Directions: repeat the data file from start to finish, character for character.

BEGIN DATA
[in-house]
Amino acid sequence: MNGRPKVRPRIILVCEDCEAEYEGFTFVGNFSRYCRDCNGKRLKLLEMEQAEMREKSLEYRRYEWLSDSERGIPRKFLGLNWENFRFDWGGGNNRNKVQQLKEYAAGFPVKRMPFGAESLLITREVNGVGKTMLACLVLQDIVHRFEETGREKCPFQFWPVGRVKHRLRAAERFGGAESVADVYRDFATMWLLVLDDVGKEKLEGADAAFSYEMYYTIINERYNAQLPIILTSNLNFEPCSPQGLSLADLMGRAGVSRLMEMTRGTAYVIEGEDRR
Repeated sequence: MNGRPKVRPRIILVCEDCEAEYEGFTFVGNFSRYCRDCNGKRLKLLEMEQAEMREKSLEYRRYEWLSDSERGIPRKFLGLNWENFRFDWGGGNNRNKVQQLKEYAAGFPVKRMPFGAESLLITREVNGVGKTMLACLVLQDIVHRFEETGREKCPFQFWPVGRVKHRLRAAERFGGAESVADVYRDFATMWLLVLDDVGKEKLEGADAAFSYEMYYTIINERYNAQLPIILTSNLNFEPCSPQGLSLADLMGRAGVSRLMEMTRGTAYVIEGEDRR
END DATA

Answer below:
[in-house]
Amino acid sequence: MNGRPKVRPRIILVCEDCEAEYEGFTFVGNFSRYCRDCNGKRLKLLEMEQAEMREKSLEYRRYEWLSDSERGIPRKFLGLNWENFRFDWGGGNNRNKVQQLKEYAAGFPVKRMPFGAESLLITREVNGVGKTMLACLVLQDIVHRFEETGREKCPFQFWPVGRVKHRLRAAERFGGAESVADVYRDFATMWLLVLDDVGKEKLEGADAAFSYEMYYTIINERYNAQLPIILTSNLNFEPCSPQGLSLADLMGRAGVSRLMEMTRGTAYVIEGEDRR
Repeated sequence: MNGRPKVRPRIILVCEDCEAEYEGFTFVGNFSRYCRDCNGKRLKLLEMEQAEMREKSLEYRRYEWLSDSERGIPRKFLGLNWENFRFDWGGGNNRNKVQQLKEYAAGFPVKRMPFGAESLLITREVNGVGKTMLACLVLQDIVHRFEETGREKCPFQFWPVGRVKHRLRAAERFGGAESVADVYRDFATMWLLVLDDVGKEKLEGADAAFSYEMYYTIINERYNAQLPIILTSNLNFEPCSPQGLSLADLMGRAGVSRLMEMTRGTAYVIEGEDRR